A federal appeals court has allowed some aspects of Texas’s anti-Sanctuary City bill–SB4–to go forward.
One of the more controversial provisions of SB4 is language which directs all law enforcement agents and officials in the state to “comply with, honor, and fulfill,” Immigration and Customs Enforcement (“ICE”) detainer requests. It reads, in relevant part:
Art. 2.251. DUTIES RELATED TO IMMIGRATION DETAINER REQUESTS. (a) A law enforcement agency that has custody of a person subject to an immigration detainer request issued by United States Immigration and Customs Enforcement shall: (1) comply with, honor, and fulfill any request made in the detainer request provided by the federal government; and (2) inform the person that the person is being held pursuant to an immigration detainer request issued by United States Immigration and Customs Enforcement.
The above-quoted provision is now being allowed to take effect pending further litigation. Thus, any police officers, chiefs or sheriffs who violate that provision–and refuse ICE detainer requests–will now be subject to criminal penalties. The only caveat is that officers who are aware of a person’s lawful status in the country–via official documentation–can then deny a wrongfully-issued ICE request.
Section 5.02 of SB4 amends the Texas Penal Code as follows:
Sec. 39.07. FAILURE TO COMPLY WITH IMMIGRATION DETAINER REQUEST. (a) A person who is a sheriff, chief of police, or constable or a person who otherwise has primary authority for administering a jail commits an offense if the person: (1) has custody of a person subject to an immigration detainer request issued by United States Immigration and Customs Enforcement; and (2) knowingly fails to comply with the detainer request. (b) An offense under this section is a Class A misdemeanor.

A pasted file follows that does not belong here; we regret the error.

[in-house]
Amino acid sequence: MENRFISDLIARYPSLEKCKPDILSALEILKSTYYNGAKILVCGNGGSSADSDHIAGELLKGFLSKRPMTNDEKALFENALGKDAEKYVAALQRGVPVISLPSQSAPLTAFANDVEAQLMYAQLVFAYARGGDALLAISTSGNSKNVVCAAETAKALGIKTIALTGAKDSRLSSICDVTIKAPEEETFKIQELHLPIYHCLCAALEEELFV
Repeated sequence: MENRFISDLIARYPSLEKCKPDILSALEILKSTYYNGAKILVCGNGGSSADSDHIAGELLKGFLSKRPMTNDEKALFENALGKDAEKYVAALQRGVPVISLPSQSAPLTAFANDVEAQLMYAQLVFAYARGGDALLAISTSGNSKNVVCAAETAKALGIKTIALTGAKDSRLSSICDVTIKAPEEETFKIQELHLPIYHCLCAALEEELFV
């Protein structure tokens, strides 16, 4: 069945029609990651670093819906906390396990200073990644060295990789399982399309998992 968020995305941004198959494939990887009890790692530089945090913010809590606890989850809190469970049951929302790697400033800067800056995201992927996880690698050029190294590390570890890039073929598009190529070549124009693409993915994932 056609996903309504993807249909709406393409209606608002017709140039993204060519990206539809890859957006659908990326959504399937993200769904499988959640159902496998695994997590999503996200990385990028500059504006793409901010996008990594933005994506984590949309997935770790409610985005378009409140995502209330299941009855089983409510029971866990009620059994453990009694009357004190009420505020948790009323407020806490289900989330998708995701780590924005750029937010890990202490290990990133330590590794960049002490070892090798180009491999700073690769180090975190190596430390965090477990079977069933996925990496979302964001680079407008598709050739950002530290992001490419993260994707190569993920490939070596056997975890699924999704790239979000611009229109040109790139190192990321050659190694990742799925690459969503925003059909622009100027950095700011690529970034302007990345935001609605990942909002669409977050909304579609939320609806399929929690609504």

In the State of Texas, Class A misdemeanors are the most serious criminal offense shy of a felony. Punishments include a fine of up to $4,000, up to one year in prison, or both the fine and prison sentence.
The prospect of local police being arrested is a bit unusual and, as of now, it is unclear who would be arresting local law enforcement under the provisions recently allowed by the court’s order staying most of the injunctions issued against SB4.
LawNewz reached out to Texas Attorney General Ken Paxton for clarification on this issues, but a reply was not forthcoming at the time of publication. This post will be updated if and when such a response is received.
Texas’s anti-Sanctuary City bill was passed on a party-line vote by GOP members of the Texas legislature on May 5, 2017. A lawsuit was immediately filed against the State of Texas by Raul Reyes, the mayor of El Cenizo, a town on the Texas-Mexico border. That lawsuit was later joined by the Cities of Austin, Dallas, Houston and El Paso, amongst other plaintiffs.
On the strength of that lawsuit, most of SB4 was blocked from going into effect by U.S. District Judge Orlando Garcia on Aug. 31, a day before it was scheduled to go into effect.
[image via screengrab]